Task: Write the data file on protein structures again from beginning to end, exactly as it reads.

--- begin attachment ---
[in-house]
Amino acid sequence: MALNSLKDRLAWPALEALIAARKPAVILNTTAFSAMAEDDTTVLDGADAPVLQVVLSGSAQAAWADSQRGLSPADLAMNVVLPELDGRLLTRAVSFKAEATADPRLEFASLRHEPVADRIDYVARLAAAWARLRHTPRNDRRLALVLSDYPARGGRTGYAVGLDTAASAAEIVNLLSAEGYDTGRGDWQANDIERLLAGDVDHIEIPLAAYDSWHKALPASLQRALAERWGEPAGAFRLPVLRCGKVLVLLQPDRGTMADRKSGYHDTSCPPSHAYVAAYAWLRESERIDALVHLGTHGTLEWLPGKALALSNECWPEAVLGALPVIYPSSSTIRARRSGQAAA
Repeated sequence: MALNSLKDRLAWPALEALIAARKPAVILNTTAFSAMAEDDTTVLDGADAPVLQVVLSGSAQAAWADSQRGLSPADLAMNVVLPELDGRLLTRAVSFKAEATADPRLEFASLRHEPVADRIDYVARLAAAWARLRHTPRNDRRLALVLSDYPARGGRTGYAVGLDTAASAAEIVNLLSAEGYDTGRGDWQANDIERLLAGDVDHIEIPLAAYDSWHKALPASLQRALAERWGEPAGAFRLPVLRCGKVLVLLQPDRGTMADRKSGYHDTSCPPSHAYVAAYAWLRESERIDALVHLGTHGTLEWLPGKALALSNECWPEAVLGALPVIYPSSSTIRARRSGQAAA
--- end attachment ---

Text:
[in-house]
Amino acid sequence: MALNSLKDRLAWPALEALIAARKPAVILNTTAFSAMAEDDTTVLDGADAPVLQVVLSGSAQAAWADSQRGLSPADLAMNVVLPELDGRLLTRAVSFKAEATADPRLEFASLRHEPVADRIDYVARLAAAWARLRHTPRNDRRLALVLSDYPARGGRTGYAVGLDTAASAAEIVNLLSAEGYDTGRGDWQANDIERLLAGDVDHIEIPLAAYDSWHKALPASLQRALAERWGEPAGAFRLPVLRCGKVLVLLQPDRGTMADRKSGYHDTSCPPSHAYVAAYAWLRESERIDALVHLGTHGTLEWLPGKALALSNECWPEAVLGALPVIYPSSSTIRARRSGQAAA
Repeated sequence: MALNSLKDRLAWPALEALIAARKPAVILNTTAFSAMAEDDTTVLDGADAPVLQVVLSGSAQAAWADSQRGLSPADLAMNVVLPELDGRLLTRAVSFKAEATADPRLEFASLRHEPVADRIDYVARLAAAWARLRHTPRNDRRLALVLSDYPARGGRTGYAVGLDTAASAAEIVNLLSAEGYDTGRGDWQANDIERLLAGDVDHIEIPLAAYDSWHKALPASLQRALAERWGEPAGAFRLPVLRCGKVLVLLQPDRGTMADRKSGYHDTSCPPSHAYVAAYAWLRESERIDALVHLGTHGTLEWLPGKALALSNECWPEAVLGALPVIYPSSSTIRARRSGQAAA